Job-Market Churn a Fact of Life for U.S. Workers College seniors in the United States will soon jump into the workforce. Unlike the French youths who recently protested in favor of job-security laws, U.S. students don't think they'll keep a job for life.
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Job-Market Churn a Fact of Life for U.S. Workers

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Job-Market Churn a Fact of Life for U.S. Workers

Job-Market Churn a Fact of Life for U.S. Workers

Job-Market Churn a Fact of Life for U.S. Workers

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  • <iframe src="https://www.npr.org/player/embed/5337929/5337930" width="100%" height="290" frameborder="0" scrolling="no" title="NPR embedded audio player">
  • Transcript

College seniors in the United States will soon jump into the workforce. Unlike the French youths who recently protested in favor of job-security laws, U.S. students don't think they'll keep a job for life.

STEVE INSKEEP, host:

On Wednesdays, we focus on the workplace. And today, students wonder how long they'll have one.

(Soundbite of music)

INSKEEP: Students in Paris staged a victory celebration yesterday, after the government shelved a labor law allowing employers to fire young workers for no specific reason.

Here in the United States, college seniors soon will be entering the workplace, but many students here say they have given up on the kind of job protections that French students fought to keep.

NPR's Elaine Korry reports.

ELAINE KORRY reporting:

In a lecture hall at the University of California at Berkeley, a few dozen students are learning about French political economy with Professor Jonah Levy.

Professor JONAH LEVY (Associate Professor of Political Science, University of California, Berkeley): Now, in today's discussion, I want to pick up on the crisis of France's status economic model, which obviously has a certain...

KORRY: American students in this class have been following events in France. But frankly, many have a hard time seeing the French point of view.

Scott Lukas, a political science major, says during his lifetime, job security has become a thing of the past.

Mr. SCOTT LUKAS (Political Science Major, University of California, Berkeley): Well, my father has worked at the same job since he was 25, I think. And I don't expect that to happen. You know, a couple years on the job, and then move on. And I think that's going to be the norm.

KORRY: Job protections in France have come at a price. The economy is stagnant, and the jobless rate for young people is high.

Youth unemployment is also high in the U.S., but Lukas says he'll take his chances on the more dynamic job market here.

Mr. LUKAS: France is probably too far on the one extreme. And perhaps the American case is too far in the other extreme. But I'd prefer to err on the side of the American system rather than the French system.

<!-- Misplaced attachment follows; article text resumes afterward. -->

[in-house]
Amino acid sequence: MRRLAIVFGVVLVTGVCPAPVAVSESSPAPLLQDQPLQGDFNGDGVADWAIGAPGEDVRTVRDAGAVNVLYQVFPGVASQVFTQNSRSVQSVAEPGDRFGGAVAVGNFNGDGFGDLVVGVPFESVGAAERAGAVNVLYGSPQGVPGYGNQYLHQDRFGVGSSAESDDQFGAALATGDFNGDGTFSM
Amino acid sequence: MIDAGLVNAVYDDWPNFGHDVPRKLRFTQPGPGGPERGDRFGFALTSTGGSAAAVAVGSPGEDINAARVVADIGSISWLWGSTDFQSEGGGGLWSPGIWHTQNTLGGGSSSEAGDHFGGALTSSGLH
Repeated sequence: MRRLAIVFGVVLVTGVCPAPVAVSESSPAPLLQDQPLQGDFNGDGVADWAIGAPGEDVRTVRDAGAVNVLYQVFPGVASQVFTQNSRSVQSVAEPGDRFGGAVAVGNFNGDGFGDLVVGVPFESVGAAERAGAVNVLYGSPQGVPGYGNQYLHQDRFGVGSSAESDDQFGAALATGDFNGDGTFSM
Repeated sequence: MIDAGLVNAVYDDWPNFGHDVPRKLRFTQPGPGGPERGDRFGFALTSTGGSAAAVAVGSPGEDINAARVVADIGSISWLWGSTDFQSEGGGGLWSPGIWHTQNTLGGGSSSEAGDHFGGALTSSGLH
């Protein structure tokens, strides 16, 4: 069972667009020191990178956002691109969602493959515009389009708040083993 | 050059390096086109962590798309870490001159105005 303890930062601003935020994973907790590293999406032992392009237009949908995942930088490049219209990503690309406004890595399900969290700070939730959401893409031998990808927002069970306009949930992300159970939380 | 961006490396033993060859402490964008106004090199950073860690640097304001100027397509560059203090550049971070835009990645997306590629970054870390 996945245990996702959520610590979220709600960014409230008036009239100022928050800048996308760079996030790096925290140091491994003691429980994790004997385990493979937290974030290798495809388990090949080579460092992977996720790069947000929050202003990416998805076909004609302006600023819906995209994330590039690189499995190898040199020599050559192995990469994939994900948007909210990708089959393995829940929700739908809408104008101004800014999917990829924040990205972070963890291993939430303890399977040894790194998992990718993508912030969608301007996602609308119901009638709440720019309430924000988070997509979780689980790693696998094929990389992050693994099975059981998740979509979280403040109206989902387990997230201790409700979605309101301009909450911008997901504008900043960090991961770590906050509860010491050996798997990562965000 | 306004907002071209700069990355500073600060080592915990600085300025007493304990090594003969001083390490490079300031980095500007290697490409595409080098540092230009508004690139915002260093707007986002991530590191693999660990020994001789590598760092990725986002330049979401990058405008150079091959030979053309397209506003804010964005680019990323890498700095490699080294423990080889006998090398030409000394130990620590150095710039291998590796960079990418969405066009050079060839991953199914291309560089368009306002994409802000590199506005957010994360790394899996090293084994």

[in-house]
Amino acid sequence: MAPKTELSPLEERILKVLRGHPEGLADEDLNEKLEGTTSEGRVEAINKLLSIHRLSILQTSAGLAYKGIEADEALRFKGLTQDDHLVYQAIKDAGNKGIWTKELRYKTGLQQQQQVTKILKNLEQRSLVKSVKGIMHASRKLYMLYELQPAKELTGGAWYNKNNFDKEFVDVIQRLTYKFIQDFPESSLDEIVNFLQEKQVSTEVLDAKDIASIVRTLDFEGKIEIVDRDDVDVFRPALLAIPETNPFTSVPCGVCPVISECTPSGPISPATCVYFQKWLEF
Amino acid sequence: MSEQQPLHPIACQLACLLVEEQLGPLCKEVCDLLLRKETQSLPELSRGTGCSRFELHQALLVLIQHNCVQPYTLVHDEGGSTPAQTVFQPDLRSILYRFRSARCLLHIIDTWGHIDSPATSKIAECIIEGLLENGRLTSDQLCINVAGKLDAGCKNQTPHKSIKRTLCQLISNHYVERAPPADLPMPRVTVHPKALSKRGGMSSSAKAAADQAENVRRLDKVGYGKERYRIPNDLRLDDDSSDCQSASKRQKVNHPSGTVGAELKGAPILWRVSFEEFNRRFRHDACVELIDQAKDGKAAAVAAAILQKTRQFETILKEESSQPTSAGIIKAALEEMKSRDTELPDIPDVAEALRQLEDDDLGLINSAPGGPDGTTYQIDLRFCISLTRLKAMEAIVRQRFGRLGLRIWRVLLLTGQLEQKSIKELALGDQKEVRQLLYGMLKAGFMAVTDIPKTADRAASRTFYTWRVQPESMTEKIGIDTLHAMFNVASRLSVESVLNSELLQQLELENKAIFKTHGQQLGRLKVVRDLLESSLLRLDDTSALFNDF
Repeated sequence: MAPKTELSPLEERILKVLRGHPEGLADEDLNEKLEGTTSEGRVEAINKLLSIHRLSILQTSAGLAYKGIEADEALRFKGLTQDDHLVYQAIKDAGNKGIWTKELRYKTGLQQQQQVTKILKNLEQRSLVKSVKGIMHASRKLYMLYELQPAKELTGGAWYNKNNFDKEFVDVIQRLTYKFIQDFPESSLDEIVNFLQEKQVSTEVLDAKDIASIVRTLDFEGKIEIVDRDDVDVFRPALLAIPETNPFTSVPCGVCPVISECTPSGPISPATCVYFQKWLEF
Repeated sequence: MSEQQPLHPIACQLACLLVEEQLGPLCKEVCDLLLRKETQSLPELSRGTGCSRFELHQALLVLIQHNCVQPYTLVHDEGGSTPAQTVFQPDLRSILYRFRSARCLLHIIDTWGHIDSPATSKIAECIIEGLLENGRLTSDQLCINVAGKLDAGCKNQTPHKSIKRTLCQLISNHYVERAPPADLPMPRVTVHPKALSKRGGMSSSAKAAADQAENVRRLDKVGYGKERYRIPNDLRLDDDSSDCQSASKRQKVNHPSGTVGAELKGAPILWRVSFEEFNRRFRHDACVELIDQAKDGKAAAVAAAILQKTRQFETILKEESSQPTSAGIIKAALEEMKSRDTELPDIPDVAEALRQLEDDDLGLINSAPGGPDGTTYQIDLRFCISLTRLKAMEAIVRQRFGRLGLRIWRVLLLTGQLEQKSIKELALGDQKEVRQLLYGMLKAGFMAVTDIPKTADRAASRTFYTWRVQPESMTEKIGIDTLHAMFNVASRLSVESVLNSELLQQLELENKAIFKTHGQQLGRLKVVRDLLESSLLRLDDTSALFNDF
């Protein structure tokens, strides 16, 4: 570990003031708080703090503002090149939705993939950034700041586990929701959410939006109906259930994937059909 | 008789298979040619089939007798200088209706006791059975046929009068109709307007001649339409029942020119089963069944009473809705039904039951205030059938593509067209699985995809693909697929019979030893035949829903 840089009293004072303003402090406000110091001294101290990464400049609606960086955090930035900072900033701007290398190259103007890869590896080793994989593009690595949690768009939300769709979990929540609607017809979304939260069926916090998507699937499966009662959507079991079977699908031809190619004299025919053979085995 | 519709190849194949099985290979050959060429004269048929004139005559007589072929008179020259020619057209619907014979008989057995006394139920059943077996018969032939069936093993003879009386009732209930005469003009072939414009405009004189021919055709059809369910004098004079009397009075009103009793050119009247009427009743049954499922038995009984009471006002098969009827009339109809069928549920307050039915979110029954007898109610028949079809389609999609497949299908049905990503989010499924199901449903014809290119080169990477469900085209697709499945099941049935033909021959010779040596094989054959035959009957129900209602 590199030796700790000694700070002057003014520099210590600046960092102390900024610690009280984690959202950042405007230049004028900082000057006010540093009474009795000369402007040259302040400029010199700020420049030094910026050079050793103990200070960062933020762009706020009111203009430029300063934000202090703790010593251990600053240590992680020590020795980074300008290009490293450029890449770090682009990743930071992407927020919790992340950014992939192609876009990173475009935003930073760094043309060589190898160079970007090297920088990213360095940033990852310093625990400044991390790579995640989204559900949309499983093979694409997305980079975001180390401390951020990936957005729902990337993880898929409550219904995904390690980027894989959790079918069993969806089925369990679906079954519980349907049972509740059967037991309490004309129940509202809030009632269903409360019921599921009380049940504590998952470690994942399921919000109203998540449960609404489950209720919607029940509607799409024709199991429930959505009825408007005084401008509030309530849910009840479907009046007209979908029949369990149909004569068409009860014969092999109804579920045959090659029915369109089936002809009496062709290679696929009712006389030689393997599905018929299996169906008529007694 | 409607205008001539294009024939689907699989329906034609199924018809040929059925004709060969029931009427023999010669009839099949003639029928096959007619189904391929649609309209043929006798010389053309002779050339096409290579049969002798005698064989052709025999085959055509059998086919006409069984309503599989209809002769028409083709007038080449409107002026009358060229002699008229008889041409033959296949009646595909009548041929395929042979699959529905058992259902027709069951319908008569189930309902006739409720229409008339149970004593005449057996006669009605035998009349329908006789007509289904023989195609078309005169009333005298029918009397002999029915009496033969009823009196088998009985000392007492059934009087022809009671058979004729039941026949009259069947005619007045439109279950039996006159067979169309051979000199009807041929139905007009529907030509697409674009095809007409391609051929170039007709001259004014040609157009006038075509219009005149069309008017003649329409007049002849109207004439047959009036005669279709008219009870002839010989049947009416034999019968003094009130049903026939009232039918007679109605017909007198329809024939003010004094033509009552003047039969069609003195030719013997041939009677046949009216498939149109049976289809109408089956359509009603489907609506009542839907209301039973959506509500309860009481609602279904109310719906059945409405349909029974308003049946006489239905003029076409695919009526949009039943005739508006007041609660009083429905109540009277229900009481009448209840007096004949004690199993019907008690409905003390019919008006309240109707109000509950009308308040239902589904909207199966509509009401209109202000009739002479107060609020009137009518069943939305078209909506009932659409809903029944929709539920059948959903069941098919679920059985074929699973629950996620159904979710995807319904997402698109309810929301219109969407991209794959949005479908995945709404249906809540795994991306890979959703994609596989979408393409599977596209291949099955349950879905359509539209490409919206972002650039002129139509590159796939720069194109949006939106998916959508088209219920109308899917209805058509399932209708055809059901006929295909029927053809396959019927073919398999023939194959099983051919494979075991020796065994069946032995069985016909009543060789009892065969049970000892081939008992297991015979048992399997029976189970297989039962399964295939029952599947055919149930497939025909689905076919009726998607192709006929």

KORRY: Research bears that out. According to a couple of recent studies, the labor market is strong for college seniors. CareerBuilder.com surveyed hiring managers, and 70 percent said they planned to recruit recent college grads this year.

Nearly half of all college seniors are job hunting, yet according to the career services firm Experience, only about one in five of them already has an offer. That's true at elite schools like Berkeley, and across the Bay, at more modest San Francisco State.

Mr. AARON BROWN (Senior, San Francisco State College): No, I haven't gotten a job yet.

KORRY: At the student union, 22-year-old Aaron Brown says he's about to graduate with a degree in hotel management. He's not sweating that first job, and he doesn't expect to stay in one place forever. If he's fired, Brown feels sure he'll land on his feet.

Mr. BROWN: I think I'll have job security in the sense that I'll be able to find a job somewhere else in the event that I need to. I don't necessarily think that my position isn't easily replaced, but there's always going to be opportunity everywhere in the world for the hospitality industry.

KORRY: Students at the main plaza at UC Berkeley aren't quite so confident.

Melanie So is an activist with Students for Responsible Business. She says the economy is so competitive, she's worried about her gain, even with her Berkeley degree. A business major, So thinks corporations would be wise to offer employees at least a measure of job security.

Ms. MELANIE SO (Activist, Students for Responsible Business): I think it just improves the work environment that much to know that your company at least recognizes your hard work. If your sector is not making money, yeah, you might get cut, and it's nothing personal. But, to live on a day-to-day basis knowing that tomorrow you might not have that job I think is very tough, and I don't think that's productive at all in the workplace.

KORRY: In fact, even as employers can cut jobs at will in the U.S., one of their biggest worries is holding on to good employees. In a free market, the lack of loyalty can cut both ways.

Elaine Korry, NPR News.

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